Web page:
US 6234278 B1
An anchor plate for a brake assembly and a method of attachment to an annular rib of axle tube of a vehicle. The anchor plate which defines a backing plate for a drum brake and guide rails for a caliper of a disc brake has a flange with a keyhole having with an arcuate length approximately equal to an axle retained in the axle tube. In assembly, the anchor plate is moved in an angled plane toward the axle until the keyhole moves past the axle. The anchor plate is rotated into radial alignment with axis of the axle and the flange is aligned with the axle tube. Then the flange is axially moved onto the axle tube until the flange engages the annular rib. Bolts are located in holes in the flange to fix the anchor plate to the axle tube. Thereafter, a bracket is attached to the anchor plate to position a cantilever member which retains a cable sheath is aligned with a lever opening in the anchor plate.
1. An anchor plate for a brake assembly having a flange attached to an annular rib on an axle tube, said anchor plate defining an attachment surface for a backing plate of a drum brake and first and second guide rails for a disc brake, said anchor plate being characterized by said flange having a keyhole with a throat having an arcuate length approximately equal to the diameter of an axle retained in said axle tube, said flange being retained in engagement with said annular rib by a plurality of bolts that extend through said flange and a projection for receiving a first arm and a second arm that extend from a base of a bracket, said bracket having a cantilever member that extends from said base with an opening therein for receiving a sheaf of an actuation cable for the drum brake.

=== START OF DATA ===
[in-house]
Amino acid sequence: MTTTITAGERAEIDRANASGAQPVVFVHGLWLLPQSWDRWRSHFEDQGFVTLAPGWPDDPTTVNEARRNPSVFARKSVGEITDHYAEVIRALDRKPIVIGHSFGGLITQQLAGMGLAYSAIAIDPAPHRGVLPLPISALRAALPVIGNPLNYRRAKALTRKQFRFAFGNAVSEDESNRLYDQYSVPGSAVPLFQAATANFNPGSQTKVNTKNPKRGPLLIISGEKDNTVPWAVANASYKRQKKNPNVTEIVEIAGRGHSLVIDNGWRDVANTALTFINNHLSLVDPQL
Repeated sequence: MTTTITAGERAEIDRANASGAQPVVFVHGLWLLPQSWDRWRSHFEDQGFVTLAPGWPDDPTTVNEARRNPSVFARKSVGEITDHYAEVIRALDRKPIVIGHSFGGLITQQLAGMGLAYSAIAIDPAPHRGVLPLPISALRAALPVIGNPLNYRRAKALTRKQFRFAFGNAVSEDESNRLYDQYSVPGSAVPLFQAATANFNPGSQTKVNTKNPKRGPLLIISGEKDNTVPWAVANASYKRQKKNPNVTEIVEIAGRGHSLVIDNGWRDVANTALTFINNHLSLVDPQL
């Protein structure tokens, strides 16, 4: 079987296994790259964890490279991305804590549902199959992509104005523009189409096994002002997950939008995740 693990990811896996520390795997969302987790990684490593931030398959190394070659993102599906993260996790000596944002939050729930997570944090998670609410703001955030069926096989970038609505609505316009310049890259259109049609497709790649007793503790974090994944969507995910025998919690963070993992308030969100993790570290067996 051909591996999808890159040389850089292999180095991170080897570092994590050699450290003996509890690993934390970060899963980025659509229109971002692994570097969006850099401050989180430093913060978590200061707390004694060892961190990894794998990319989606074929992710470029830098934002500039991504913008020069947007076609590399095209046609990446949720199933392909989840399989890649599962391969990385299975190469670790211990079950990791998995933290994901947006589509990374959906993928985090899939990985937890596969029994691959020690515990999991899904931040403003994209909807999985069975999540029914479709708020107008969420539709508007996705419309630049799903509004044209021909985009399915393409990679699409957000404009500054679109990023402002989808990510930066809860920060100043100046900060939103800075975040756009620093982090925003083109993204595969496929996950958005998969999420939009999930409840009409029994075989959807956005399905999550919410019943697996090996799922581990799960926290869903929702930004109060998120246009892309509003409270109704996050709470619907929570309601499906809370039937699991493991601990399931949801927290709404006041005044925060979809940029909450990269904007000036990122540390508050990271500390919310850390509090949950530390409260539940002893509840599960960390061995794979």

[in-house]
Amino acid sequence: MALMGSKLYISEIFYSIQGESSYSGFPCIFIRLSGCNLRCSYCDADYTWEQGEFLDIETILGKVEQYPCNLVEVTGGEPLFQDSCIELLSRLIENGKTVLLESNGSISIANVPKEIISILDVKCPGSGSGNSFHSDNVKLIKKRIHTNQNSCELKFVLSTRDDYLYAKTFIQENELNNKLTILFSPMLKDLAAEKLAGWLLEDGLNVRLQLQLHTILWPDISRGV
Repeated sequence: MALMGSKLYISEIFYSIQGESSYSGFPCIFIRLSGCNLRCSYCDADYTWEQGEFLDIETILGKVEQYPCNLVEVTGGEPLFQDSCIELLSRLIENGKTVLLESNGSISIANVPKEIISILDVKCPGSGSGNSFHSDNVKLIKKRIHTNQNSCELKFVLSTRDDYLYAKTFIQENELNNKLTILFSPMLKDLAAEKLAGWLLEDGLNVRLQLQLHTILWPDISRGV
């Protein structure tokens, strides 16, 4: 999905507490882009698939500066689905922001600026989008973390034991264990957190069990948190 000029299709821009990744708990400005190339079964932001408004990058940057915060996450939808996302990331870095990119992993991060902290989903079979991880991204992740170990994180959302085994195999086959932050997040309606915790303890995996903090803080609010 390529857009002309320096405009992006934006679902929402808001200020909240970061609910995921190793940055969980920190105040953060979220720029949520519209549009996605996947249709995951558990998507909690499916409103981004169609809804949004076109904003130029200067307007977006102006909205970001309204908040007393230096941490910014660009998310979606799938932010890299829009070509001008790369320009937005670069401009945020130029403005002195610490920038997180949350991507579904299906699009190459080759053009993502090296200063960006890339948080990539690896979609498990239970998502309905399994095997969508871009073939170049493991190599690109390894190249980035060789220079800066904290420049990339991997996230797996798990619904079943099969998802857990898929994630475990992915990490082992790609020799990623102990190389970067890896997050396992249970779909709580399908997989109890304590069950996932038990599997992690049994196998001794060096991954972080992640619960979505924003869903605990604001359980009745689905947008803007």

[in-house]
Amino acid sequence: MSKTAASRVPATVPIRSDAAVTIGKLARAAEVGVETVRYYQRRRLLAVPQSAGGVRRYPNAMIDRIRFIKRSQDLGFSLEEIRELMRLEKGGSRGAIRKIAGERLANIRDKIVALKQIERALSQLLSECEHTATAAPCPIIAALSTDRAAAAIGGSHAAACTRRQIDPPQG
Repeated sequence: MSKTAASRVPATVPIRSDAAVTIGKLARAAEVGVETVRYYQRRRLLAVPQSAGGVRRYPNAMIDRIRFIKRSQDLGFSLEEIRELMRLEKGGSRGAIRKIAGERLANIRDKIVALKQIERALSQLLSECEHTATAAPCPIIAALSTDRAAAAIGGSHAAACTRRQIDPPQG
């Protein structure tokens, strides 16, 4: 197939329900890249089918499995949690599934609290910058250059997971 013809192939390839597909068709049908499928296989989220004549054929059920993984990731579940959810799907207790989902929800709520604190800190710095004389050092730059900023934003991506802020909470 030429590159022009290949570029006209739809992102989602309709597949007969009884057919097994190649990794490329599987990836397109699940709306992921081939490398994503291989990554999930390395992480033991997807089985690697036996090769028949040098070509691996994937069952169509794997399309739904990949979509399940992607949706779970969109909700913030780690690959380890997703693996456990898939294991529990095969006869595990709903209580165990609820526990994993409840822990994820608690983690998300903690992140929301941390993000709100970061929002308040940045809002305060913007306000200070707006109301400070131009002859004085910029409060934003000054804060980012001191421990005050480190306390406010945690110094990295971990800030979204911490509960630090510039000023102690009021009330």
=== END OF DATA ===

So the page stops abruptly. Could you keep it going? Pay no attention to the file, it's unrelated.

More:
2. The anchor plate as recited in claim 1 wherein said flange is characterized by a plurality of openings located in an arc beginning at first and second points adjacent said throat, said plurality of bolts passing through said plurality of openings for retaining said flange in engagement with said annular rib, said plurality of bolts transferring torque from said first and second guide rails into said axle tube.
3. The anchor plate as recited in claim 2 wherein said flange is further characterized by an additional opening located adjacent the throat of the keyhole for receiving an additional bolt to assist in the transfer of torque from said first and second guide rails into said axle tube.
4. The anchor plate as recited in claim 2 wherein said first and second arms are characterized by ribs that are located in corresponding grooves in said projection to maintain said bracket in a fixed position on said anchor plate.
5. The anchor plate as recited in claim 3 wherein said first and second arms include locking means to hold the bracket on said anchor plate.
6. A method of joining an anchor plate with an annular rib on an axle tube of a vehicle having a hub on an axle retained in the axle tube a fixed distance from said annular rib comprising the steps of:
obtaining an anchor plate from a source, said anchor plate having a flange with a radial keyhole having a throat with an arcuate length approximately equal to a diameter of said axle, said flange having a plurality of axial holes extending from adjacent said keyhole;
moving said anchor plate on an angle toward said axle until said throat of said keyhole moves past said axle;
rotating said anchor plate into a radial plane perpendicular to said axis of said axle;
aligning said flange with said axle tube;
axially moving said flange into engagement with said annular rib;
securing said flange to said annular rib with a plurality of bolts that extend through said plurality of axial holes;
obtaining a bracket from a source, said bracket having a base with a first and second arms and a cantilever member that extends from the base; and
securing said bracket to said anchor plate by locating said first and second arms in grooves on a projection that extends from the anchor plate to align said cantilever member with an opening for a lever in said anchor plate.
7. The method as recited in claim 6 further including the step of: